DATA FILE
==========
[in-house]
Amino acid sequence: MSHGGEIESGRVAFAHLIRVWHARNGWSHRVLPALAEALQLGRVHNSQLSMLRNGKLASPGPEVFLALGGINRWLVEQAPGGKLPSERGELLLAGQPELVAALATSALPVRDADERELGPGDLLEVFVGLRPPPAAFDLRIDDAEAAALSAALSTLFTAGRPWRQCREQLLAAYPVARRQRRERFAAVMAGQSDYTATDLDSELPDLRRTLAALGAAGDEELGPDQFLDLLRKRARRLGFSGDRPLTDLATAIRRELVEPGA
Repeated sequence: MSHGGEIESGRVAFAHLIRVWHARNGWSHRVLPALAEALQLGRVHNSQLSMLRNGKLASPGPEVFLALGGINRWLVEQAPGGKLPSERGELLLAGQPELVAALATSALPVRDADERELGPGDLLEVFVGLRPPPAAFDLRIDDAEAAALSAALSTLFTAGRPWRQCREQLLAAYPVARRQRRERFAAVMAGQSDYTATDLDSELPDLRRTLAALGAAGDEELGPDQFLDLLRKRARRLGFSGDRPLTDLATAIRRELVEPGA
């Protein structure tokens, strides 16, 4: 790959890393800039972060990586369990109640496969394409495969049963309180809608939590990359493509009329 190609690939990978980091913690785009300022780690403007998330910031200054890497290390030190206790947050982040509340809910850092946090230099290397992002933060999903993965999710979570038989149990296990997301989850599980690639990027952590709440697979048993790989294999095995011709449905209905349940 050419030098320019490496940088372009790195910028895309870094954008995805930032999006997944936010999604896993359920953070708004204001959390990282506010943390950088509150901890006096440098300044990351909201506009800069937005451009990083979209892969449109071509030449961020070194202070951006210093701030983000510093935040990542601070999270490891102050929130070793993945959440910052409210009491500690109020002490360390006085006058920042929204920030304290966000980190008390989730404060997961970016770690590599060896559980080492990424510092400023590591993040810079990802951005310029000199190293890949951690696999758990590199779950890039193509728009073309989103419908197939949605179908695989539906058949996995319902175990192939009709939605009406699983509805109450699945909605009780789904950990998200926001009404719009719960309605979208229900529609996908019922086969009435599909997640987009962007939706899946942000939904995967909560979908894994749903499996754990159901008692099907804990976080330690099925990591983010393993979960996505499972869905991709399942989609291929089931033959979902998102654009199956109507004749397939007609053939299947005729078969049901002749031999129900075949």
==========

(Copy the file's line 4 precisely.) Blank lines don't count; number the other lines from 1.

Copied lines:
């Protein structure tokens, strides 16, 4: 790959890393800039972060990586369990109640496969394409495969049963309180809608939590990359493509009329 190609690939990978980091913690785009300022780690403007998330910031200054890497290390030190206790947050982040509340809910850092946090230099290397992002933060999903993965999710979570038989149990296990997301989850599980690639990027952590709440697979048993790989294999095995011709449905209905349940 050419030098320019490496940088372009790195910028895309870094954008995805930032999006997944936010999604896993359920953070708004204001959390990282506010943390950088509150901890006096440098300044990351909201506009800069937005451009990083979209892969449109071509030449961020070194202070951006210093701030983000510093935040990542601070999270490891102050929130070793993945959440910052409210009491500690109020002490360390006085006058920042929204920030304290966000980190008390989730404060997961970016770690590599060896559980080492990424510092400023590591993040810079990802951005310029000199190293890949951690696999758990590199779950890039193509728009073309989103419908197939949605179908695989539906058949996995319902175990192939009709939605009406699983509805109450699945909605009780789904950990998200926001009404719009719960309605979208229900529609996908019922086969009435599909997640987009962007939706899946942000939904995967909560979908894994749903499996754990159901008692099907804990976080330690099925990591983010393993979960996505499972869905991709399942989609291929089931033959979902998102654009199956109507004749397939007609053939299947005729078969049901002749031999129900075949």